An Introduction to Strategic Planning 1

>>Hello, my name
is Ernie Schloss. I’ve been working as
a strategic planner for almost forty years now
in a variety of settings, including government
and the private sector. This is included being
involved in community planning, hospitals, long-term care
facilities, behavioral health — virtually every setting
in healthcare. In more recent years I’ve also
been teaching public health students at the Mel and
Enid Zuckerman College of Public Health at the
University of Arizona. So what I hope to do is
combine my practical experience with my academic study and give
you an introduction to the topic of strategic planning. Let’s review the basic
objectives for this module. The first is to define
planning, strategy, and strategic planning itself. Then we’ll talk a little
bit about why you would want to do strategic planning and
what some of its benefits are. We will finish up the first
objective with a quick overview of simple, complicated,
and complex situations in which strategic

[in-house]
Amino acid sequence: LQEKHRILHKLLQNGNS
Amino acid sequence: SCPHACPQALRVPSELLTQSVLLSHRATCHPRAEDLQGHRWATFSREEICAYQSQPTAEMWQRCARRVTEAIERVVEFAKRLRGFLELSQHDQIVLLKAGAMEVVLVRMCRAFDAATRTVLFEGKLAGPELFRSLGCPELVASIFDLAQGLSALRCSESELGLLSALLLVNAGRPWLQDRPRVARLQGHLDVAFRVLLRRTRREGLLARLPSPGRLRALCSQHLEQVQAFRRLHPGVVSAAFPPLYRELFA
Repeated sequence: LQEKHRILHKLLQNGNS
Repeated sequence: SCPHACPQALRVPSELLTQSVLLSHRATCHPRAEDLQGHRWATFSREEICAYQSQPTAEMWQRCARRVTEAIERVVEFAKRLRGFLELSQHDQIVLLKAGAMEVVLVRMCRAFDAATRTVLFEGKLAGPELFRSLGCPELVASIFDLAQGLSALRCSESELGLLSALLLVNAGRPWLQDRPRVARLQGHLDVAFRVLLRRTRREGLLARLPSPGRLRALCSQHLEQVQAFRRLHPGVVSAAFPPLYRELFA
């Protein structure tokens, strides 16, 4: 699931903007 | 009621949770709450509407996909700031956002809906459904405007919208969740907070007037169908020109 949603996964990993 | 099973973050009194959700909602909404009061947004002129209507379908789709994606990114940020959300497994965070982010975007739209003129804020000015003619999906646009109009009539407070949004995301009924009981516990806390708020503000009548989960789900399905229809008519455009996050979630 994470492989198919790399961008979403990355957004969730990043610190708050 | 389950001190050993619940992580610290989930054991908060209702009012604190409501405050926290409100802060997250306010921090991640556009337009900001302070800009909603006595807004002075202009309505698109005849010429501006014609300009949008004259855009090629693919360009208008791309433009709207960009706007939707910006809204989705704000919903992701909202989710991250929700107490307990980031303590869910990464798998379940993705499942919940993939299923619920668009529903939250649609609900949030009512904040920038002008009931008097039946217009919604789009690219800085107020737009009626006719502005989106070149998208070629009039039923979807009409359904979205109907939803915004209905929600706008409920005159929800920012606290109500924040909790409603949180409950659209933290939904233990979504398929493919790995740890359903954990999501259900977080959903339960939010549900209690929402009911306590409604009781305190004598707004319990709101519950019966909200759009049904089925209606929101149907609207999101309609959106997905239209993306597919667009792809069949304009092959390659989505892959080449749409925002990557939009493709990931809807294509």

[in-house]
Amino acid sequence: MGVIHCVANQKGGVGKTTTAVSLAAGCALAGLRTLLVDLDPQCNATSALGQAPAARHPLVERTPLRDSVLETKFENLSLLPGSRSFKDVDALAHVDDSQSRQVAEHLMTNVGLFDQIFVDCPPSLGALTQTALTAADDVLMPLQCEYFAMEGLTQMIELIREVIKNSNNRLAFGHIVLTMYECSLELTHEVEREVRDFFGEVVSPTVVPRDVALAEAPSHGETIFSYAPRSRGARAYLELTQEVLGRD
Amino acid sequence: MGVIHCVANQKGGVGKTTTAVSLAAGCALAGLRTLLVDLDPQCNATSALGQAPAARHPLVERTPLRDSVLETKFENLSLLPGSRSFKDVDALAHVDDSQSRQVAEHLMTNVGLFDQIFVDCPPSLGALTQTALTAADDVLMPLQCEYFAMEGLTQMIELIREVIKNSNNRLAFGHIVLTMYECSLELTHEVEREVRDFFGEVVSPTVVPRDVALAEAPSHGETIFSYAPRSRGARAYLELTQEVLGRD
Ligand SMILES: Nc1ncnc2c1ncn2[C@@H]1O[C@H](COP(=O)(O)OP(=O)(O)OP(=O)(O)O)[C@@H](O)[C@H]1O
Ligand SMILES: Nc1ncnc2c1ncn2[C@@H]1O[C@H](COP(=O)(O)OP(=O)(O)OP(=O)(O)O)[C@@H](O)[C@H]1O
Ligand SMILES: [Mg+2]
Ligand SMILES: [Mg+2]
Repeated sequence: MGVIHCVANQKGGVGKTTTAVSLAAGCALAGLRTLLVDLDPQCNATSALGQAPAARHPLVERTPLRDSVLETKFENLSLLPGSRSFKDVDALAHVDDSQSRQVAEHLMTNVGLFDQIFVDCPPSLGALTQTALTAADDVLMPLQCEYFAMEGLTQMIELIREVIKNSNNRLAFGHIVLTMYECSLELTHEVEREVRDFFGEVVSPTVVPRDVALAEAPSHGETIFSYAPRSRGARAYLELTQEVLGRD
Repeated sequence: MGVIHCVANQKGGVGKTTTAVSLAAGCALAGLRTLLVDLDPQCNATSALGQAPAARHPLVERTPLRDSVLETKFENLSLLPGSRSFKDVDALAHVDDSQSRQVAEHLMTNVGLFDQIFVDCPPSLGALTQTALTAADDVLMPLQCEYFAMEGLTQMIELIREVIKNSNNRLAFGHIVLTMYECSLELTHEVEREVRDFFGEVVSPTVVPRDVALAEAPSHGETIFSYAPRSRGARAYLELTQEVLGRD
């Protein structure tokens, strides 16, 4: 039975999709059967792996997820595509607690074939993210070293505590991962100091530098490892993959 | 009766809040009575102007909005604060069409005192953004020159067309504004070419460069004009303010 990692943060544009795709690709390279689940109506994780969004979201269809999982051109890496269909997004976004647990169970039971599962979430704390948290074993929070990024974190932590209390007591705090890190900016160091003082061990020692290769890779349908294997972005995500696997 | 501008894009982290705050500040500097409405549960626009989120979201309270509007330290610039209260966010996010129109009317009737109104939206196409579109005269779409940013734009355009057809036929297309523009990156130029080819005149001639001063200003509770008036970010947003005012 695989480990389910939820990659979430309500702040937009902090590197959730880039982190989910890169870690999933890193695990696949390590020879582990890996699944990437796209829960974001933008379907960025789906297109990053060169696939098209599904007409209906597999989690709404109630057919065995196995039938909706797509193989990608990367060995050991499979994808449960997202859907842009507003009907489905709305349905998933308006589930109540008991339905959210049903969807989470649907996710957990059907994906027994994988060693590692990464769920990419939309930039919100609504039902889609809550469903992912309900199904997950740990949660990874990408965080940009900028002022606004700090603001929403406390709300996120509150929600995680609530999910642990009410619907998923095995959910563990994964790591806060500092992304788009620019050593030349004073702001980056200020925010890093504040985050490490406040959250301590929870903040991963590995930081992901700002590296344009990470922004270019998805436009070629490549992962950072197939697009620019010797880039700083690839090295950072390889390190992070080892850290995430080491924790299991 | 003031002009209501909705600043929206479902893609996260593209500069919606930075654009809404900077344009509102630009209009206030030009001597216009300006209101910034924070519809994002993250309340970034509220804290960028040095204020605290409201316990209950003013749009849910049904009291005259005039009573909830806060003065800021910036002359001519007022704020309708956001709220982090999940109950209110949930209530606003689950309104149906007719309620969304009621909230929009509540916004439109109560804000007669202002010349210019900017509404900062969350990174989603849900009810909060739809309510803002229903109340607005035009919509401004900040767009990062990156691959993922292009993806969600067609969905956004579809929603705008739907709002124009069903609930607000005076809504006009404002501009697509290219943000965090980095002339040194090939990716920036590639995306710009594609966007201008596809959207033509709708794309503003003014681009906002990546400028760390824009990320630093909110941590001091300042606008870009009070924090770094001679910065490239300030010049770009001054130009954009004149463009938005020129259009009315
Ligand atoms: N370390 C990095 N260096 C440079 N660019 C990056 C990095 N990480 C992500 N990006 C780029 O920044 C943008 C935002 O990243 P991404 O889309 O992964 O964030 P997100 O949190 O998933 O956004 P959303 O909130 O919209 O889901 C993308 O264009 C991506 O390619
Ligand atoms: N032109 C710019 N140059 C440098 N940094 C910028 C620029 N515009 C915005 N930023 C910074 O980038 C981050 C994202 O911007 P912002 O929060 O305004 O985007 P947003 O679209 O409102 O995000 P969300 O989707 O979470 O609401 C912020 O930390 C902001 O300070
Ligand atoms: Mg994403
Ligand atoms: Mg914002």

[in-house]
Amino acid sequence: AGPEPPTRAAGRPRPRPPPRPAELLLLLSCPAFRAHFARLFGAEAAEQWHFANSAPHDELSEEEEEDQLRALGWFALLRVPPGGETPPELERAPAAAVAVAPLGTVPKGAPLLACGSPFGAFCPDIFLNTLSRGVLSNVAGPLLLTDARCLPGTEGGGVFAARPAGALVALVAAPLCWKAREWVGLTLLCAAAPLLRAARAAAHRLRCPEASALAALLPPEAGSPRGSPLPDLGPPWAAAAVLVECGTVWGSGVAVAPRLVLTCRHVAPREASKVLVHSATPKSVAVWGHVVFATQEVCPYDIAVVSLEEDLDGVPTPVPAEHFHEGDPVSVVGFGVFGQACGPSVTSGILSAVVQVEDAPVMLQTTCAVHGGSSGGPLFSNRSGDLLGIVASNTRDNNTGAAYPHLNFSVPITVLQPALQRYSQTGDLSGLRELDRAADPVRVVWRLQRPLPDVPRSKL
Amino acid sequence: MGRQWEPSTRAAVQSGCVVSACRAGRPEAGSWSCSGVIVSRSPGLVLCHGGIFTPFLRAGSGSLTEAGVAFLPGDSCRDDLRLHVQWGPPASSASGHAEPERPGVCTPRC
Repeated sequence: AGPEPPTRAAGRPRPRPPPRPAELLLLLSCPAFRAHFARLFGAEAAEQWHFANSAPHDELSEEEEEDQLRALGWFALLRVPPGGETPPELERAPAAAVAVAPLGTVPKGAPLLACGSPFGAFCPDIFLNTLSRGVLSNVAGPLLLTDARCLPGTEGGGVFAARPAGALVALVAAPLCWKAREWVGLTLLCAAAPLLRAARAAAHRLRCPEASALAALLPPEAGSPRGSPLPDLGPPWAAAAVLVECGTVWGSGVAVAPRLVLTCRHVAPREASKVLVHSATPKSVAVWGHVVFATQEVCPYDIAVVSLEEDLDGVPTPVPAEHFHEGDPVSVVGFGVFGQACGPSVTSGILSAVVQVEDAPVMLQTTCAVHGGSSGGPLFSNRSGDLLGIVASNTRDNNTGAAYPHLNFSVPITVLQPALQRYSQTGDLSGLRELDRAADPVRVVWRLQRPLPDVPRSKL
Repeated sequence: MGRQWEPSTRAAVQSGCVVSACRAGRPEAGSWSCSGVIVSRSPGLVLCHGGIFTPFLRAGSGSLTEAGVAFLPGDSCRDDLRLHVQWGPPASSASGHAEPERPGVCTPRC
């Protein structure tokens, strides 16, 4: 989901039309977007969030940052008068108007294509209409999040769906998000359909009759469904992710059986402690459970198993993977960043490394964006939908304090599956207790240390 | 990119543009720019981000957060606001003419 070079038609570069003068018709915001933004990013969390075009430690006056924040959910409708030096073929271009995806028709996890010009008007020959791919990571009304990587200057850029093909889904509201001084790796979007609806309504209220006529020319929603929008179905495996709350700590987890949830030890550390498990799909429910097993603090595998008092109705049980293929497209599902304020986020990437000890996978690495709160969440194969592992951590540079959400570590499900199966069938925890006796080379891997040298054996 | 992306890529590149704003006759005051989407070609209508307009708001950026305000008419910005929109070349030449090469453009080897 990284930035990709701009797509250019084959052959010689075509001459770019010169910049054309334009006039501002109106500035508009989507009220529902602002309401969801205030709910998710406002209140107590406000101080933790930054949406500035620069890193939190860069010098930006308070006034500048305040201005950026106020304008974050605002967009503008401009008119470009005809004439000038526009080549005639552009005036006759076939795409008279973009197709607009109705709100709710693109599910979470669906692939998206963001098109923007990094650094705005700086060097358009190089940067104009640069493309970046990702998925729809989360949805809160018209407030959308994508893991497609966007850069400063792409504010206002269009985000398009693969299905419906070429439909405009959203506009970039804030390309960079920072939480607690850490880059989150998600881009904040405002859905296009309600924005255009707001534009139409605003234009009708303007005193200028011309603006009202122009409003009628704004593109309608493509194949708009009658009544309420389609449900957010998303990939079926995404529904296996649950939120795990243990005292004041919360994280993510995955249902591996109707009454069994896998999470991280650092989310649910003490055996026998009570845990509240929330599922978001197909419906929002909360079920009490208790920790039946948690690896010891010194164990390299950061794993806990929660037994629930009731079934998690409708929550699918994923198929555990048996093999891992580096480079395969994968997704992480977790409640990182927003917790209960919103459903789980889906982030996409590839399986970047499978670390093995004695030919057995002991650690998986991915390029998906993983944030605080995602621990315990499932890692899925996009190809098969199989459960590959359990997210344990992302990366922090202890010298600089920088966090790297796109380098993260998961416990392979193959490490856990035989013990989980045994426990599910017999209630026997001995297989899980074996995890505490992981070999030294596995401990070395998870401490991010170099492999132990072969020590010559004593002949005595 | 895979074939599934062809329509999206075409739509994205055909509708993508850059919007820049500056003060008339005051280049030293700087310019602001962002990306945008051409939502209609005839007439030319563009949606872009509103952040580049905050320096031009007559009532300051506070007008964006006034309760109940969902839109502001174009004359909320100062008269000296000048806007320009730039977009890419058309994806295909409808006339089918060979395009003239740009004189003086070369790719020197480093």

planning might occur. Second, we will describe
two processes that are fairly typical
of those outlined by many strategic
planning experts. The first is John
Bryson’s Ten Step Model and the second is Richard
Lynch’s prescriptive model. Finally, we’ll look at
two Arizona examples of public health strategic plans
that are posted on the internet. Let’s begin with a discussion
of planning, strategy, and put them together
in strategic planning. In all my years that I’ve been
doing strategic planning I’ve come to the conclusion,
major, often unstated goal of planning is to reduce
uncertainty about the future through people and their
organizations developing shared agreements about how they
will engage the future. Of course, none of us can really
know what will happen tomorrow, next week, let alone five
or ten years from now. But there are tools,
techniques, and ways of thinking that can lead to a
greater understanding of what the future
might look like. And as we shall see, the mere
act of coming to agreement about what the future might hold and how we will face it
together can be a powerful force in an organization
or a community. It’s also important to recognize
that planning is about change. Also, we rarely plan
to do more of the same. Either we’re trying